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I know how to "create" a Service application.

I know what to write in the main() function.

I know how to add an EventLog (or other components) to the service.

I know how to define what happens when the service starts, stops or resumes.

What I want to know is this...

I want my Windows Service to perform certain function (like Indexing files).

Where do I add the code to perform this function in the Service application?

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Can you be more specific about what you mean by "indexer function"? –  Andrew Hare Jan 26 '09 at 12:41

5 Answers 5

I'm assuming that you want something that will run periodically, not constantly. You might want to consider setting up a timer that executes a method on expiration. The timer could reset itself automatically or your callback could reset the timer for its next expiration when it completes. You'd initialize the timer in your OnStart method. You need to be careful to stop the timer when the service is paused or stopped, and clean things up on shutdown.

You may also want to consider lowering the priority of your service so that it doesn't pre-empt foreground tasks on the system.

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My guess is that you'd want to index every X minutes, so you'd probably want to set a Timer in the Start event for the service, then perform your indexing when that timer fires.

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I am going to assume that by "indexer function" you are referring to a library function you have written that you wish to run by means of a windows service. If this is the case then add your code to this overriden method:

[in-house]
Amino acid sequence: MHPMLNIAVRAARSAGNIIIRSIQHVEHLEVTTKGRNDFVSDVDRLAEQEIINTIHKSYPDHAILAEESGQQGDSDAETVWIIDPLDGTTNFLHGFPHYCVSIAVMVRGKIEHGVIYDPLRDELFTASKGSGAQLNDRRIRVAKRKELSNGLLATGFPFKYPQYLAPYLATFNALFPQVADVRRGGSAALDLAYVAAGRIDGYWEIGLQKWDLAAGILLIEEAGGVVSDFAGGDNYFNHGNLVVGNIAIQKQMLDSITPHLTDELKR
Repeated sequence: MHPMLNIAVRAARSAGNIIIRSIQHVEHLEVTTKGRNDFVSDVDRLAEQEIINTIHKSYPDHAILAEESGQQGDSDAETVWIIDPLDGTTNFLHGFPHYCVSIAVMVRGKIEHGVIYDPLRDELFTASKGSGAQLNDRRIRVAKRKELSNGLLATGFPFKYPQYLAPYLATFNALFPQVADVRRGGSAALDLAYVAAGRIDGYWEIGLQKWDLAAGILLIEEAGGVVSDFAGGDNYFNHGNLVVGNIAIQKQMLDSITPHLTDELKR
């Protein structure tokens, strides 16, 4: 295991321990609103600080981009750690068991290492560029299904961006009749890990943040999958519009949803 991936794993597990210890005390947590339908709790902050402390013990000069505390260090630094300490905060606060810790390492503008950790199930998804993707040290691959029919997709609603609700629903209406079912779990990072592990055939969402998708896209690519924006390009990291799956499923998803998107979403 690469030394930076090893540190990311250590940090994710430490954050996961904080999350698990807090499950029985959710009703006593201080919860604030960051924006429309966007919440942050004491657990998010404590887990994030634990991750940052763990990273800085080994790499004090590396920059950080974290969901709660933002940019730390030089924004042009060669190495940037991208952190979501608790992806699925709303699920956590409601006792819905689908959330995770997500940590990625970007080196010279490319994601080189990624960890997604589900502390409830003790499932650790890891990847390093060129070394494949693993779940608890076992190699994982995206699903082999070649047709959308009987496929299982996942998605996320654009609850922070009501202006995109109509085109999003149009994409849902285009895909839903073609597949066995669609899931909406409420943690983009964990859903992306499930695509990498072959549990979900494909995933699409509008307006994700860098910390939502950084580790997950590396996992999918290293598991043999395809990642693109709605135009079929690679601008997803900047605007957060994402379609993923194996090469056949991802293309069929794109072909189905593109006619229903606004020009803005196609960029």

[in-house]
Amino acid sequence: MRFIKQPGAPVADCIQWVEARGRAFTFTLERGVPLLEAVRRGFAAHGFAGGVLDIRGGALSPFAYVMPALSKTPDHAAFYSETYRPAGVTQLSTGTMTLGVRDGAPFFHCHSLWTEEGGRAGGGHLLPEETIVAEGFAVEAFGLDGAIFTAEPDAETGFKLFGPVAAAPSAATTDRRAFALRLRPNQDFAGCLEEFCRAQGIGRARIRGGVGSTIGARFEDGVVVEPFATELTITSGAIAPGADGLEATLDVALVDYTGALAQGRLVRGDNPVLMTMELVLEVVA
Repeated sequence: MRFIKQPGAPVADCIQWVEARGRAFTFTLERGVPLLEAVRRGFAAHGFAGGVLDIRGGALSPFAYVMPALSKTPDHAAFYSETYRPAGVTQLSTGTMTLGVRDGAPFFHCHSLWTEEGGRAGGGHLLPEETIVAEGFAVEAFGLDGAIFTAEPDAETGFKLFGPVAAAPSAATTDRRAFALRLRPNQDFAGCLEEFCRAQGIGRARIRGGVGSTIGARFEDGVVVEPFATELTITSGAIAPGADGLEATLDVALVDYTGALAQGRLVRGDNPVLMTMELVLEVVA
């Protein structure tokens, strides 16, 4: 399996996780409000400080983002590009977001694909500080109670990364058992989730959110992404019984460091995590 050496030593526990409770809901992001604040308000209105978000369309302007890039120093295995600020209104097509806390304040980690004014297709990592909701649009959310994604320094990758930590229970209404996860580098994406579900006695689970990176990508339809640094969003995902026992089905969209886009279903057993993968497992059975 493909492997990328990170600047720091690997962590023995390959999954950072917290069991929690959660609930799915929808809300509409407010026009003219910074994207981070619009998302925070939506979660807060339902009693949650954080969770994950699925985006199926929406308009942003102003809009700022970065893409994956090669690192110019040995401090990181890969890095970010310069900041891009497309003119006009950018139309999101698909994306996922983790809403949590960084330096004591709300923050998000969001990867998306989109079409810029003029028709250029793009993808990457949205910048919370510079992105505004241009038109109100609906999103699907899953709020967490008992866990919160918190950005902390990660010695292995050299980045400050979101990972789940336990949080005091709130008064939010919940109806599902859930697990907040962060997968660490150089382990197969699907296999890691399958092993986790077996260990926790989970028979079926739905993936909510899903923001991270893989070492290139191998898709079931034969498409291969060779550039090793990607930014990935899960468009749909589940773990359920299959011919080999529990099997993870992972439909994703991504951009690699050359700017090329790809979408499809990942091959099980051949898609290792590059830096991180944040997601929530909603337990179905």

protected override void OnStart(String[] args)
    // your stuff here

This code will fire when the service starts.

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That's it...? Just add my block of code to OnStart without worrying about how long does it take to execute my code? –  user57175 Jan 26 '09 at 13:47
Yes, it will run as long as it needs too. Remember that this can be as dangerous as it is convenient. –  Andrew Hare Jan 26 '09 at 13:53
The OnStart method should never perform any work other than some quick set up and then launching the real work asynchronously. Either via a timer, a new thread or as a work item for the thread pool. If the OnStart method does not return quickly the service will be considered to be in an error state. –  Stephen Martin Jan 26 '09 at 16:31
Good point, Stephen - thanks! –  Andrew Hare Jan 26 '09 at 17:42

I would say that depends on when your Indexer function should run. If it should start running as soon as the Service starts, you would call the function in the OnStart method. If it is to be started as a result of a Custom Event, then you would call it in the Handler for that Event. If the function needs to be called after specific intervals of time, you might want to use a Timer.

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Simple example of repeating action service, based on System.Timers.Timer:

using System;
using System.Collections.Generic;
using System.ComponentModel;
using System.Diagnostics;
using System.ServiceProcess;
using System.Text;
using System.Timers;

namespace SrvControl
public partial class Service1 : ServiceBase
    Timer mytimer;
    public Service1()

    protected override void OnStart(string[] args)
        if (mytimer == null)
            mytimer = new Timer(5 * 1000.0);
        mytimer.Elapsed += new ElapsedEventHandler(mytimer_Elapsed);

    void mytimer_Elapsed(object sender, ElapsedEventArgs e)
        //Do Anything, e.g. write to eventlog

    protected override void OnStop()
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Timers in services are bad, no downvote, but I would not recommend them. stackoverflow.com/questions/397744/… –  StingyJack Jan 26 '09 at 13:19
A recent note in Q397744 says: both services are running without any problem since then. Please mark it as "Closed for not relevant anymore". –  gimel Jan 26 '09 at 15:50

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